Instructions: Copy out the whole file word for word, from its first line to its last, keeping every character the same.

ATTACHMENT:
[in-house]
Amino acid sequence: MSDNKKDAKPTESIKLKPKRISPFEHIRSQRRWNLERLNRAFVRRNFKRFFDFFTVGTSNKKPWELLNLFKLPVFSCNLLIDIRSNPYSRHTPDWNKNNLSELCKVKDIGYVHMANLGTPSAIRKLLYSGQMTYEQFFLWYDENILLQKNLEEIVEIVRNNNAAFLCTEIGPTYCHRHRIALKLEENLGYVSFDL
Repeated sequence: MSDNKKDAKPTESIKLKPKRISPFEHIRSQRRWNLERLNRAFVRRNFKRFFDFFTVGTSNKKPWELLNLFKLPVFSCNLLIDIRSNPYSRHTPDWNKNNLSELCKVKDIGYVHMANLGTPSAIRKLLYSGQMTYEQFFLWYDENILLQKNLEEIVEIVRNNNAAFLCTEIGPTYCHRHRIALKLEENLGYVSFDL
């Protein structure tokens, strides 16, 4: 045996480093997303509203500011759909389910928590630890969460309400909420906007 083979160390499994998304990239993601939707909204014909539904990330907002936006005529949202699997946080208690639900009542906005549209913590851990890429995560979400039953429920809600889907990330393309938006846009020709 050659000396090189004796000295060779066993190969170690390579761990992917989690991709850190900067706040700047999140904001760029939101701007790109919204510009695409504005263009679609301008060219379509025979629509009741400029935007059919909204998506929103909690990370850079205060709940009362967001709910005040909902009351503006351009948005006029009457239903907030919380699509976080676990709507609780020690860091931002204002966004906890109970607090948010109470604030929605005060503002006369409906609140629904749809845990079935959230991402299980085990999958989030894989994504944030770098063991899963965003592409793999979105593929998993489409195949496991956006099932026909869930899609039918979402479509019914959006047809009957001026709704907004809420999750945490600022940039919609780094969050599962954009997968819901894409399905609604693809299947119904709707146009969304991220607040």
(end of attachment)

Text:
[in-house]
Amino acid sequence: MSDNKKDAKPTESIKLKPKRISPFEHIRSQRRWNLERLNRAFVRRNFKRFFDFFTVGTSNKKPWELLNLFKLPVFSCNLLIDIRSNPYSRHTPDWNKNNLSELCKVKDIGYVHMANLGTPSAIRKLLYSGQMTYEQFFLWYDENILLQKNLEEIVEIVRNNNAAFLCTEIGPTYCHRHRIALKLEENLGYVSFDL
Repeated sequence: MSDNKKDAKPTESIKLKPKRISPFEHIRSQRRWNLERLNRAFVRRNFKRFFDFFTVGTSNKKPWELLNLFKLPVFSCNLLIDIRSNPYSRHTPDWNKNNLSELCKVKDIGYVHMANLGTPSAIRKLLYSGQMTYEQFFLWYDENILLQKNLEEIVEIVRNNNAAFLCTEIGPTYCHRHRIALKLEENLGYVSFDL
């Protein structure tokens, strides 16, 4: 045996480093997303509203500011759909389910928590630890969460309400909420906007 083979160390499994998304990239993601939707909204014909539904990330907002936006005529949202699997946080208690639900009542906005549209913590851990890429995560979400039953429920809600889907990330393309938006846009020709 050659000396090189004796000295060779066993190969170690390579761990992917989690991709850190900067706040700047999140904001760029939101701007790109919204510009695409504005263009679609301008060219379509025979629509009741400029935007059919909204998506929103909690990370850079205060709940009362967001709910005040909902009351503006351009948005006029009457239903907030919380699509976080676990709507609780020690860091931002204002966004906890109970607090948010109470604030929605005060503002006369409906609140629904749809845990079935959230991402299980085990999958989030894989994504944030770098063991899963965003592409793999979105593929998993489409195949496991956006099932026909869930899609039918979402479509019914959006047809009957001026709704907004809420999750945490600022940039919609780094969050599962954009997968819901894409399905609604693809299947119904709707146009969304991220607040």